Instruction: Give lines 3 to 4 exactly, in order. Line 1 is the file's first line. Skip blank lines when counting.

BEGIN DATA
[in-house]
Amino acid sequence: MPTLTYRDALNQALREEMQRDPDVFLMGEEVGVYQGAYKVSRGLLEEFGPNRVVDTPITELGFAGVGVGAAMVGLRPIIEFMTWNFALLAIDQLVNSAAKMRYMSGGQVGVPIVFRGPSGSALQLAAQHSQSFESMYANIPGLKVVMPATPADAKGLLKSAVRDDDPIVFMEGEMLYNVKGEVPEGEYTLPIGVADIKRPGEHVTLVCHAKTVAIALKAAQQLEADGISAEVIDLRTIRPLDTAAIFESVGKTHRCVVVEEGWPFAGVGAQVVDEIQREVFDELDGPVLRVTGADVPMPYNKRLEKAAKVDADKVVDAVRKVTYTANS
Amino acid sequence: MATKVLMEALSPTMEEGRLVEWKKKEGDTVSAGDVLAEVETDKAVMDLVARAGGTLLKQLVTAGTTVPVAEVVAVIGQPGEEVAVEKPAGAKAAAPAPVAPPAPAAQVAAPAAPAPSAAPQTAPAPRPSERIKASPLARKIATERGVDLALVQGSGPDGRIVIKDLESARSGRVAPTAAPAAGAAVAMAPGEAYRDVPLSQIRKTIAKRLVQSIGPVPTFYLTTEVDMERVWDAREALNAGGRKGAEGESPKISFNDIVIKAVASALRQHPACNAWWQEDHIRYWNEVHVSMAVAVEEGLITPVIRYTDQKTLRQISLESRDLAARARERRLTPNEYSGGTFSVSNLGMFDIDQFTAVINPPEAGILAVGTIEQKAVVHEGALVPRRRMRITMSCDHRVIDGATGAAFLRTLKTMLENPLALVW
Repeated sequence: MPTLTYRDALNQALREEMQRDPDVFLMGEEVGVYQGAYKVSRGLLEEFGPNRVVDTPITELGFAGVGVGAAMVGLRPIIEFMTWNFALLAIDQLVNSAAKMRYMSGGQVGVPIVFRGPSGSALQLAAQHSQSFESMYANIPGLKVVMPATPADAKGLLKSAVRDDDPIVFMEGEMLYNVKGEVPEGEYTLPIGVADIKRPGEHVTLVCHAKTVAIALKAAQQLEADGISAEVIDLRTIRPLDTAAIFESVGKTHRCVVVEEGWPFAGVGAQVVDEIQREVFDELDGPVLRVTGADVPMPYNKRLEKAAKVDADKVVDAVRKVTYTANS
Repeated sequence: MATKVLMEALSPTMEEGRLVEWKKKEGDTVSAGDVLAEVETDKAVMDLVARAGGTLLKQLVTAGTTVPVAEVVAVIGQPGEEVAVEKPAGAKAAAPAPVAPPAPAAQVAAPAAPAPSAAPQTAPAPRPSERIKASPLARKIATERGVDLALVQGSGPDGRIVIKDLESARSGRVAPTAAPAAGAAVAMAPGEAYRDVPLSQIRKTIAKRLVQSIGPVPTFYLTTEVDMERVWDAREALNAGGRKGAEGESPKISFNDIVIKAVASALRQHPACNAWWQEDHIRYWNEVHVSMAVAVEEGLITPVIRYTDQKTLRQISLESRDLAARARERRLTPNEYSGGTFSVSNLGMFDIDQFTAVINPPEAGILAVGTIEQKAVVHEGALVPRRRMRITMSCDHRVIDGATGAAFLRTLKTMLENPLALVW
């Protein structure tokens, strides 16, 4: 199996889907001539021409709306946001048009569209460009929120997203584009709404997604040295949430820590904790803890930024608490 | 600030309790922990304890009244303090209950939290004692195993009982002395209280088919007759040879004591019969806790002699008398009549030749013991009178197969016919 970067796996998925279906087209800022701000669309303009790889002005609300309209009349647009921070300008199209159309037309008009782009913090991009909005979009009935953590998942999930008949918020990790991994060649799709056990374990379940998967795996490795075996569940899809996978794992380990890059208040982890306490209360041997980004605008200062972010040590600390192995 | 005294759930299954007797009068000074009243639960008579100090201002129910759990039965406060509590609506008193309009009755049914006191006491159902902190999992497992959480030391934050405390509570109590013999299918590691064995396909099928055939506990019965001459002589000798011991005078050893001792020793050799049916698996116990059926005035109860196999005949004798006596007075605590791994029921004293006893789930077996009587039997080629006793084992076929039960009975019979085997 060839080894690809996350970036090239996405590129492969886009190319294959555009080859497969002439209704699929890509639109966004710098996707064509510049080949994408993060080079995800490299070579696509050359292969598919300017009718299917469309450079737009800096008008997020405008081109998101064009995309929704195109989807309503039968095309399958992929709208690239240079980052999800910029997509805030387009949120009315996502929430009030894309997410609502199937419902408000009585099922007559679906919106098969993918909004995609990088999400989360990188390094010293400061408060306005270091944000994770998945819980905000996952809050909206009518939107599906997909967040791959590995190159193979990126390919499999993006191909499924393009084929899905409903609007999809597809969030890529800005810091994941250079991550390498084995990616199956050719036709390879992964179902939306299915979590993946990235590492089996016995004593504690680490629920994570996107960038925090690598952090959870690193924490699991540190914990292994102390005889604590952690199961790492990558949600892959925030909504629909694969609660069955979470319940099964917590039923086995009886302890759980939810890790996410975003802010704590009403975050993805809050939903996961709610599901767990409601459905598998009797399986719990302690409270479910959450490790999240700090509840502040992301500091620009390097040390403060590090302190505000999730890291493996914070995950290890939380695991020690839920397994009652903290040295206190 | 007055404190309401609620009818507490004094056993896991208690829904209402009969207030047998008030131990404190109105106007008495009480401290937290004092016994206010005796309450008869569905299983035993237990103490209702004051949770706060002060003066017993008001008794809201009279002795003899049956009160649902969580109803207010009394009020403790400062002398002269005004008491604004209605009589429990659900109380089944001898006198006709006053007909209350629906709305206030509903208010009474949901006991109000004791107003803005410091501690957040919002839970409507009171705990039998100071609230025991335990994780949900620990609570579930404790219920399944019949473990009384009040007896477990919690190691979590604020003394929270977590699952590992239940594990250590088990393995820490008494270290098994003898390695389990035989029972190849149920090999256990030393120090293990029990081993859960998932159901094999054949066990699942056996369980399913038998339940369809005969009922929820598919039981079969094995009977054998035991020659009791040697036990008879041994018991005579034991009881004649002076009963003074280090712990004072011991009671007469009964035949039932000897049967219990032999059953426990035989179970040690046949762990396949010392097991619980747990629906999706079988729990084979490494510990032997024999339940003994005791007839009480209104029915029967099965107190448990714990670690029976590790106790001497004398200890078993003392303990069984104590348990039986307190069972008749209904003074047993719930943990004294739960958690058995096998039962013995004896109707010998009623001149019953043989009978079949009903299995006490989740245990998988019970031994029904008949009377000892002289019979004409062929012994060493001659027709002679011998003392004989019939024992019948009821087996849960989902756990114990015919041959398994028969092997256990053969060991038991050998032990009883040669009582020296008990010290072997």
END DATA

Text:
Amino acid sequence: MATKVLMEALSPTMEEGRLVEWKKKEGDTVSAGDVLAEVETDKAVMDLVARAGGTLLKQLVTAGTTVPVAEVVAVIGQPGEEVAVEKPAGAKAAAPAPVAPPAPAAQVAAPAAPAPSAAPQTAPAPRPSERIKASPLARKIATERGVDLALVQGSGPDGRIVIKDLESARSGRVAPTAAPAAGAAVAMAPGEAYRDVPLSQIRKTIAKRLVQSIGPVPTFYLTTEVDMERVWDAREALNAGGRKGAEGESPKISFNDIVIKAVASALRQHPACNAWWQEDHIRYWNEVHVSMAVAVEEGLITPVIRYTDQKTLRQISLESRDLAARARERRLTPNEYSGGTFSVSNLGMFDIDQFTAVINPPEAGILAVGTIEQKAVVHEGALVPRRRMRITMSCDHRVIDGATGAAFLRTLKTMLENPLALVW
Repeated sequence: MPTLTYRDALNQALREEMQRDPDVFLMGEEVGVYQGAYKVSRGLLEEFGPNRVVDTPITELGFAGVGVGAAMVGLRPIIEFMTWNFALLAIDQLVNSAAKMRYMSGGQVGVPIVFRGPSGSALQLAAQHSQSFESMYANIPGLKVVMPATPADAKGLLKSAVRDDDPIVFMEGEMLYNVKGEVPEGEYTLPIGVADIKRPGEHVTLVCHAKTVAIALKAAQQLEADGISAEVIDLRTIRPLDTAAIFESVGKTHRCVVVEEGWPFAGVGAQVVDEIQREVFDELDGPVLRVTGADVPMPYNKRLEKAAKVDADKVVDAVRKVTYTANS